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New Zealand

Hiking, biking and star-gazing in the Southern Alps: making the most of the great outdoors

Paul Whitfield | November/December 2014

Don't be surprised if you’re asked your opinion on the country when you’ve barely left the airport. New Zealanders love to be loved.

Do hongi any Maori who host you. The simultaneous pressing of forehead and nose intermingles the “breath of life”.

Don't rely on trains. Miss Monday’s 7.50am from Auckland to Wellington and you’ll have to wait three days for the next one.

Do try the roast beetroot and feta tart at Little and Friday, a stellar café/bakery in a nondescript strip mall in the nondescript Auckland suburb of Belmont. Just turn right at Takapuna Grammar, where the pop star Lorde may still be a student.

Do seek out low-key Matapouri. Its golden beach is one of Northland’s finest, and a sandy track through the dunes leads to Whale Bay, an almost-private beach frequented by dolphins.

Do hit the free hot-spring trail. Wallow in a hollow at Coromandel’s Hot Water Beach, massage your shoulders under the warm waterfall at Rotorua’s Kerosene Creek, gently poach in Taupo’s Spa Park and hike to the steaming lake at Welcome Flat.

Don't miss the Water Whirler, Len Lye’s kinetic sculpture on the waterfront at Wellington.

Don't write off a winter visit to the South Island. The wet West Coast often puts on clear days perfect for chopper flights onto the glaciers. This is the only time of year you can mountain bike the wonderful Heaphy Track, and the skifields are cranking.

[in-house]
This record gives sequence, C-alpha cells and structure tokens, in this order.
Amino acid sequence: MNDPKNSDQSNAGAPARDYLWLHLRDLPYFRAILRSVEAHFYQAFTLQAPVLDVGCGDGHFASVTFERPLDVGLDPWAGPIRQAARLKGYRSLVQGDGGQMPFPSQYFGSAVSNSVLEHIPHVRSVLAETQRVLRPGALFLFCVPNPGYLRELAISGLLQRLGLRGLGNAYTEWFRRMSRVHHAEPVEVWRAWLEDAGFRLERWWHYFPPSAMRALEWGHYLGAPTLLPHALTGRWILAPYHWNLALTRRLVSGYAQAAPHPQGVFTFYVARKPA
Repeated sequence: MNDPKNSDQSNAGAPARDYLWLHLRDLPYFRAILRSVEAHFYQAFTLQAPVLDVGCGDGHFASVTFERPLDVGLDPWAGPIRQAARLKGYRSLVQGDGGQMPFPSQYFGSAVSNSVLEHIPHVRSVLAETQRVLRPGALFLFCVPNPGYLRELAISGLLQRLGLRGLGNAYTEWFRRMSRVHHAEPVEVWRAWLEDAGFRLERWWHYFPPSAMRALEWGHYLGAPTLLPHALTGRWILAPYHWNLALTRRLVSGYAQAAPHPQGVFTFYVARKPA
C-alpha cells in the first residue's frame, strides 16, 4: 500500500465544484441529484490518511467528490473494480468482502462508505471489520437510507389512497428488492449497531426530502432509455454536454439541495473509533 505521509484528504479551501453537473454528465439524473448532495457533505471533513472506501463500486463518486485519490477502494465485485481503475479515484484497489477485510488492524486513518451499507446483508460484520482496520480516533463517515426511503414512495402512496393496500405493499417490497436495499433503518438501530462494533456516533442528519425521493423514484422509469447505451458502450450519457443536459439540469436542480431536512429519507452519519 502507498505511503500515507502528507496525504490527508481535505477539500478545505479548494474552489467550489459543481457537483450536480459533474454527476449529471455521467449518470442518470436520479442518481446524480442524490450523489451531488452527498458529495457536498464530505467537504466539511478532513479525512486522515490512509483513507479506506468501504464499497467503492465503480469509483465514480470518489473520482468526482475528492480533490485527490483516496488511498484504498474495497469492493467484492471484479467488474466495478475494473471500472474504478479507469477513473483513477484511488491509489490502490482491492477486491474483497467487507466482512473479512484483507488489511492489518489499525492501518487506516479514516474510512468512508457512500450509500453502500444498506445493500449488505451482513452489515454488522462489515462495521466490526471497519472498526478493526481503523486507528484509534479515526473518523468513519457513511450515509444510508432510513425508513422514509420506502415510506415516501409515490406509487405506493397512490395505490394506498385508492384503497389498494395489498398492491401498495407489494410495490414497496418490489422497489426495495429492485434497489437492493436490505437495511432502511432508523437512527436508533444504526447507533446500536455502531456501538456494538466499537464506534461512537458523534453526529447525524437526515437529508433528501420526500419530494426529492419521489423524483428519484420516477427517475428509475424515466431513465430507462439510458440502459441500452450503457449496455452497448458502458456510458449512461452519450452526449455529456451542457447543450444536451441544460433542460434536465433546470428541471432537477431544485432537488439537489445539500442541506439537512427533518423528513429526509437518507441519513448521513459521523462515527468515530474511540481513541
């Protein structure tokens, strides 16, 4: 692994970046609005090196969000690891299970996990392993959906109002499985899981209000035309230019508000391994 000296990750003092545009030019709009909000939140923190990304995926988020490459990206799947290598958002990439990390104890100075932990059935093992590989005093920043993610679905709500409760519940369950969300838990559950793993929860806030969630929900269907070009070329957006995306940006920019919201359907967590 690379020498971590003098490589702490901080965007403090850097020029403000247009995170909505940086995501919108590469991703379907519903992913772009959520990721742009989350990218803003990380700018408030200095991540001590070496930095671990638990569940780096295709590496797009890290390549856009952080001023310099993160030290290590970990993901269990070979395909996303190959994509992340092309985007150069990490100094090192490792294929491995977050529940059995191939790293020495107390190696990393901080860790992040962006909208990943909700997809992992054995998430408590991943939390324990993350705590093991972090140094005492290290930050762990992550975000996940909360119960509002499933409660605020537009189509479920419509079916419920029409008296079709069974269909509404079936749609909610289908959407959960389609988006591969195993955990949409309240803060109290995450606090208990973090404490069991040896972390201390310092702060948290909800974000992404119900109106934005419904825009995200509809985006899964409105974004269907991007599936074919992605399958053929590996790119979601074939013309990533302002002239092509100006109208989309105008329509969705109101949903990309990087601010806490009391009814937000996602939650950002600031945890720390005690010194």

Do go beyond Marlborough Sauvignon Blanc. Try Waiheke Island for Bordeaux, Hawke’s Bay for Syrah and Central Otago for Pinot Noir.

Don't restrict yourself to beard-and-Gore-tex tramping. On the three-day Queen Charlotte Track water-taxis carry your bags between lodges that are as luxurious as you can afford.

Do look beyond bungy jumping. Your adventure dollars stretch further canyoning through Wanaka’s Deep Canyon, rafting over a seven-metre waterfall on Rotorua’s Kaituna River or jet-boating the Wairaurahiri River.

Do visit earthquake-ravaged Christchurch. A new city is rising from the rubble and in neighbouring Lyttelton artists, musicians and small-scale developers are forging a port town even more vibrant than before.

Don't expect to see a kiwi in the wild, though at Stewart Island’s Mason Bay these normally nocturnal birds even come out during the day.

Do get starstruck on a night tour of Mount John observatory at Lake Tekapo. The southern firmament is set against the Southern Alps in the heart of the Aoraki Mackenzie Dark Sky Reserve.

Do dine at Fleur’s Place, a shack perched on the wharf in Moeraki. Fleur has her own boat to bring in the freshest fish. This is also the best chance to try muttonbird, a Maori delicacy a fellow diner described as tasting like “anchovy duck”.

Don't get a moko. A full-face Maori tattoo may not seem such a good idea on your first day back in the office.

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